Birthday Money Is a Last Resort
Question: Ron on Facebook asks what the best way is to save or use money for a baby who receives money for a birthday. Dave explains.
Answer: I don’t keep savings bonds because they’re a lousy rate of return. I cash them in. I do something else with them.
If you cannot feed your child and you cannot buy their diapers, then certainly I would use any money that’s in the house to make sure that a child is able to eat. I would use birthday money or whatever else, but otherwise, unless you’re unable to feed your child, you should not use their birthday money to buy their diapers. Come on. Really.
Then you’re left with a couple of questions. What are you saving this money for? In our case, we saved money for our kids’ college and we paid for their college. That’s what the Ramseys did. Our children were then taught to save for other things. For instance, we did not buy their cars. We refused to buy their first car. We did agree to match whatever they saved. So we would take stuff like birthday money and throw it into the kid’s savings account, which later—as they got older—became their car savings account. From a few birthday money here or there, they might have a little bit of money in that. That’s how we did it at our place.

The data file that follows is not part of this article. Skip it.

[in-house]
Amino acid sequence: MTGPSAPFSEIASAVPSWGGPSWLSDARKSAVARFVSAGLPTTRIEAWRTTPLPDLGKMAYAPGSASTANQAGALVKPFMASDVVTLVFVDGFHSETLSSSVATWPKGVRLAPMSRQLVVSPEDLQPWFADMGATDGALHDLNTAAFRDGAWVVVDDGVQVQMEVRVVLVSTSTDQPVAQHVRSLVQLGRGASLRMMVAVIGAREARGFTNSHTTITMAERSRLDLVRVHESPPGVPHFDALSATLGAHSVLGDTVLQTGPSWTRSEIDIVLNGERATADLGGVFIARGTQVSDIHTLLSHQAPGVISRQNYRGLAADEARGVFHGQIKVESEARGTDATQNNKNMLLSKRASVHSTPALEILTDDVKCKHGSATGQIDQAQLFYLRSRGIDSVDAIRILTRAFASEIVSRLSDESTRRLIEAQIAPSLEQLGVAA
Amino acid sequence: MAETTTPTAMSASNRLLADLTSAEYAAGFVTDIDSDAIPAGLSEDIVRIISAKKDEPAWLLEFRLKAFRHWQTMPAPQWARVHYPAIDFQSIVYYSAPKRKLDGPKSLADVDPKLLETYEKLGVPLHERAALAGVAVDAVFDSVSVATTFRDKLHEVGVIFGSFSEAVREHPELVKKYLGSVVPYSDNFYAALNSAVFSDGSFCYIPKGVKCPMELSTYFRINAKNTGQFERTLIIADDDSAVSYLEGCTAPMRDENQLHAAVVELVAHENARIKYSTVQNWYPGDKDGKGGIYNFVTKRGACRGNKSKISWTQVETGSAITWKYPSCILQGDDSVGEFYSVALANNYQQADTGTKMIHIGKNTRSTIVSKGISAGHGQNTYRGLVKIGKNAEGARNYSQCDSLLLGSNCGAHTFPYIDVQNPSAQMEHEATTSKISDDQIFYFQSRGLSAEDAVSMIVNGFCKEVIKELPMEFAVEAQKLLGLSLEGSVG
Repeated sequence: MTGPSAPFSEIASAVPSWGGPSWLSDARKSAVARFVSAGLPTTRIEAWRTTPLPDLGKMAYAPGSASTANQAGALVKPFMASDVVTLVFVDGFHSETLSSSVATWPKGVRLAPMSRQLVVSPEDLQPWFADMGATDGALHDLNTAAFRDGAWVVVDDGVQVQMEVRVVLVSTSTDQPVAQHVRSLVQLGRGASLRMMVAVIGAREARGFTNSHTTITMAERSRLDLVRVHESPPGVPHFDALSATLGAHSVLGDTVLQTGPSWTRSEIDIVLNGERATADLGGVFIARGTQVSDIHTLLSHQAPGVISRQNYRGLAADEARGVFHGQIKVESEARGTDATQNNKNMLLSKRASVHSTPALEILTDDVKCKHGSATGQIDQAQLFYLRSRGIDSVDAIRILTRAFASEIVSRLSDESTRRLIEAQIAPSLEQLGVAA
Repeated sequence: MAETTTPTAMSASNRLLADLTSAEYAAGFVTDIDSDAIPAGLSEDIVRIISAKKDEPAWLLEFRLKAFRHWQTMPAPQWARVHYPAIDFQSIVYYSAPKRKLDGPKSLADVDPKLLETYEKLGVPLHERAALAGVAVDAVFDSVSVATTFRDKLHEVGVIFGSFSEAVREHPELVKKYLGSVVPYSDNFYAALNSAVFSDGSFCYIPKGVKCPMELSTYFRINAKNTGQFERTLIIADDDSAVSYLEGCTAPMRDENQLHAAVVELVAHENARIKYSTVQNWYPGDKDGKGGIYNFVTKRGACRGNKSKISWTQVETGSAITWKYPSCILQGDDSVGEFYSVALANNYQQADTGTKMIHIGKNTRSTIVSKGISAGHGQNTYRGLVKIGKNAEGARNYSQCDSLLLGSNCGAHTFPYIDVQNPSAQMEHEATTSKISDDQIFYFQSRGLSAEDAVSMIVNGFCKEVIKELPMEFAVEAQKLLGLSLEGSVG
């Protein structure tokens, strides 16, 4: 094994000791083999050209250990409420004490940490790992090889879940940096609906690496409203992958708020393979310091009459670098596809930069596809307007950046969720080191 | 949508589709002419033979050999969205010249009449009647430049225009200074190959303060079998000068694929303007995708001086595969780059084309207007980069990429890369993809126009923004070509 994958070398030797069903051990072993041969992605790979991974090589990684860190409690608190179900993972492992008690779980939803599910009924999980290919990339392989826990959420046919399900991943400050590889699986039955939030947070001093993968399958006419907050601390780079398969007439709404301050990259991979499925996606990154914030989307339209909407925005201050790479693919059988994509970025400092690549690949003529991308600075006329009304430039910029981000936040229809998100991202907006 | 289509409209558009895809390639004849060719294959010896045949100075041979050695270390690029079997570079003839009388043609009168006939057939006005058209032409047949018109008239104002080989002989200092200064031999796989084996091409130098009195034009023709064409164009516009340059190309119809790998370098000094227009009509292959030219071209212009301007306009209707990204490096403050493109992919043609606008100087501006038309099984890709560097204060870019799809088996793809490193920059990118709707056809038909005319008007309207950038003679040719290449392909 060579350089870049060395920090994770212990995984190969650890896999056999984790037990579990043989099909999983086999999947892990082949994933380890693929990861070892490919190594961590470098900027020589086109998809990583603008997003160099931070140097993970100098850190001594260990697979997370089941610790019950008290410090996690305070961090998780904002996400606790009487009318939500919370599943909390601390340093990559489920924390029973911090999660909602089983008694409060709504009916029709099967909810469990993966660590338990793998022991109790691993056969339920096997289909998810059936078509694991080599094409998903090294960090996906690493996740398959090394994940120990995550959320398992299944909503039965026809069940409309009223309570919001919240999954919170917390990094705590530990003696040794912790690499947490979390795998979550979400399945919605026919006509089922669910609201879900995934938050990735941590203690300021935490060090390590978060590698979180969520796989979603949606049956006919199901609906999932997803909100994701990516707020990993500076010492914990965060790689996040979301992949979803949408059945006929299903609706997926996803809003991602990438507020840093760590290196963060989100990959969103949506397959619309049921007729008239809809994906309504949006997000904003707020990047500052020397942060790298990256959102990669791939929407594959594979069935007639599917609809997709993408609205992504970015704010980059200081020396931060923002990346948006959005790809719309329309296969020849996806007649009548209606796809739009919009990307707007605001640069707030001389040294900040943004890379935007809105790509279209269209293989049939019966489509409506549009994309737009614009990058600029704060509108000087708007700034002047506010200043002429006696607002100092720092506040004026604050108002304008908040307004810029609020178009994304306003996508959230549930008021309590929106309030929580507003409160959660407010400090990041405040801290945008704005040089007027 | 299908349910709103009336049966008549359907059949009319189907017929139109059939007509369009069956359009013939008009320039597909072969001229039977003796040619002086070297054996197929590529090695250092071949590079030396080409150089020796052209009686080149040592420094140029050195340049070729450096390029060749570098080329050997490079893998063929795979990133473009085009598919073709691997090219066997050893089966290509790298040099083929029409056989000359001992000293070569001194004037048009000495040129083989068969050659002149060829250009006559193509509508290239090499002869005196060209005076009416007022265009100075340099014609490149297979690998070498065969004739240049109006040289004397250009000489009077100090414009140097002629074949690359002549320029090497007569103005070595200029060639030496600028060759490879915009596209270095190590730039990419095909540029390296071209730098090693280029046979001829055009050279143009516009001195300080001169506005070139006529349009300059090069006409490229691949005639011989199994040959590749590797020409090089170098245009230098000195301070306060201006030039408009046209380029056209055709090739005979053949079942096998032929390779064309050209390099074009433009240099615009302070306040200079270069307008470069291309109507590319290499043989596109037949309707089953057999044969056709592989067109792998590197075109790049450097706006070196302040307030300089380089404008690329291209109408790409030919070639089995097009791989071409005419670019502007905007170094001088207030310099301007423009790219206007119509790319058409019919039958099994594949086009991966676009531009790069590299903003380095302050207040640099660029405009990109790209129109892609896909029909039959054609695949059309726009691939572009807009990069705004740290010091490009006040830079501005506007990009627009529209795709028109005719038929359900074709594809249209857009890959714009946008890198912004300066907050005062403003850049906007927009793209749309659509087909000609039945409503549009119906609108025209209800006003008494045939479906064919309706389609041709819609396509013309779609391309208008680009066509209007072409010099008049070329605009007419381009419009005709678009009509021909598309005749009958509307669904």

You’ve got to decide how you’re get at this at your place. If you’re saving for college and you want to use the money for college, that’s fine. Then you set it aside for that. If you’re just letting them have a miscellaneous savings account that they’re saving up for something vague, then that’s fine too, but let’s identify what the game plan is with this money, and then it tells you what to do. In our case, we used that to jump start their car fund. As they got older, we said, “Hey, every time you put $10 in your car fund, we’re matching it, so it’s kind of like putting $20 in there. That’s something for you to think about.”